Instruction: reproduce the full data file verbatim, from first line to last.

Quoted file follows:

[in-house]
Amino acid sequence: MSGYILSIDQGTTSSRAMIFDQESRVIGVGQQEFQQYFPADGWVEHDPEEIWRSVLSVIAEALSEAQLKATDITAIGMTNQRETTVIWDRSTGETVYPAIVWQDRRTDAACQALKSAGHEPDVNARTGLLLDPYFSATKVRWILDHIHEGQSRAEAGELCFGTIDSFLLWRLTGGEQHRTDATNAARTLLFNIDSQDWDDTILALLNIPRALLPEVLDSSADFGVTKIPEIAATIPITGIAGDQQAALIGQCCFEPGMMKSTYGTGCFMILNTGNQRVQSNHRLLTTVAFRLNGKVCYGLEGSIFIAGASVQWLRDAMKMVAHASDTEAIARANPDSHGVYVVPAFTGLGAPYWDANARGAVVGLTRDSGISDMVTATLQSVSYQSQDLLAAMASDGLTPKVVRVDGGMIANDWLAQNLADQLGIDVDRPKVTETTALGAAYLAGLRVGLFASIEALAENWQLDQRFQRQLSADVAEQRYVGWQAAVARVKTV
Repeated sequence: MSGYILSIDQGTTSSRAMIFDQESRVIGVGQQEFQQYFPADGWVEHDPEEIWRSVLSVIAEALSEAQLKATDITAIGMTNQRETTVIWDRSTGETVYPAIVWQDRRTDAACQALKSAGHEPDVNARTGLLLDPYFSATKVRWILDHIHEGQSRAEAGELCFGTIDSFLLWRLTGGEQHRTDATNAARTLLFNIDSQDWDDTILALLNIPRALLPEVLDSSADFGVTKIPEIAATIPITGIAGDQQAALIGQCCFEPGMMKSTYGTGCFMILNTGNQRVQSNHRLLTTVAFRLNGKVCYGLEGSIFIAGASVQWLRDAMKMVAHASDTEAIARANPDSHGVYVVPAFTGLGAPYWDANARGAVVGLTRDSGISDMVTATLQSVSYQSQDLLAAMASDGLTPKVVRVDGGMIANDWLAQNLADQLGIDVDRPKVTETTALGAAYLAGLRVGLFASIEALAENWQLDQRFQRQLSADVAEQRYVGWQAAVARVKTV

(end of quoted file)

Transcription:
[in-house]
Amino acid sequence: MSGYILSIDQGTTSSRAMIFDQESRVIGVGQQEFQQYFPADGWVEHDPEEIWRSVLSVIAEALSEAQLKATDITAIGMTNQRETTVIWDRSTGETVYPAIVWQDRRTDAACQALKSAGHEPDVNARTGLLLDPYFSATKVRWILDHIHEGQSRAEAGELCFGTIDSFLLWRLTGGEQHRTDATNAARTLLFNIDSQDWDDTILALLNIPRALLPEVLDSSADFGVTKIPEIAATIPITGIAGDQQAALIGQCCFEPGMMKSTYGTGCFMILNTGNQRVQSNHRLLTTVAFRLNGKVCYGLEGSIFIAGASVQWLRDAMKMVAHASDTEAIARANPDSHGVYVVPAFTGLGAPYWDANARGAVVGLTRDSGISDMVTATLQSVSYQSQDLLAAMASDGLTPKVVRVDGGMIANDWLAQNLADQLGIDVDRPKVTETTALGAAYLAGLRVGLFASIEALAENWQLDQRFQRQLSADVAEQRYVGWQAAVARVKTV
Repeated sequence: MSGYILSIDQGTTSSRAMIFDQESRVIGVGQQEFQQYFPADGWVEHDPEEIWRSVLSVIAEALSEAQLKATDITAIGMTNQRETTVIWDRSTGETVYPAIVWQDRRTDAACQALKSAGHEPDVNARTGLLLDPYFSATKVRWILDHIHEGQSRAEAGELCFGTIDSFLLWRLTGGEQHRTDATNAARTLLFNIDSQDWDDTILALLNIPRALLPEVLDSSADFGVTKIPEIAATIPITGIAGDQQAALIGQCCFEPGMMKSTYGTGCFMILNTGNQRVQSNHRLLTTVAFRLNGKVCYGLEGSIFIAGASVQWLRDAMKMVAHASDTEAIARANPDSHGVYVVPAFTGLGAPYWDANARGAVVGLTRDSGISDMVTATLQSVSYQSQDLLAAMASDGLTPKVVRVDGGMIANDWLAQNLADQLGIDVDRPKVTETTALGAAYLAGLRVGLFASIEALAENWQLDQRFQRQLSADVAEQRYVGWQAAVARVKTV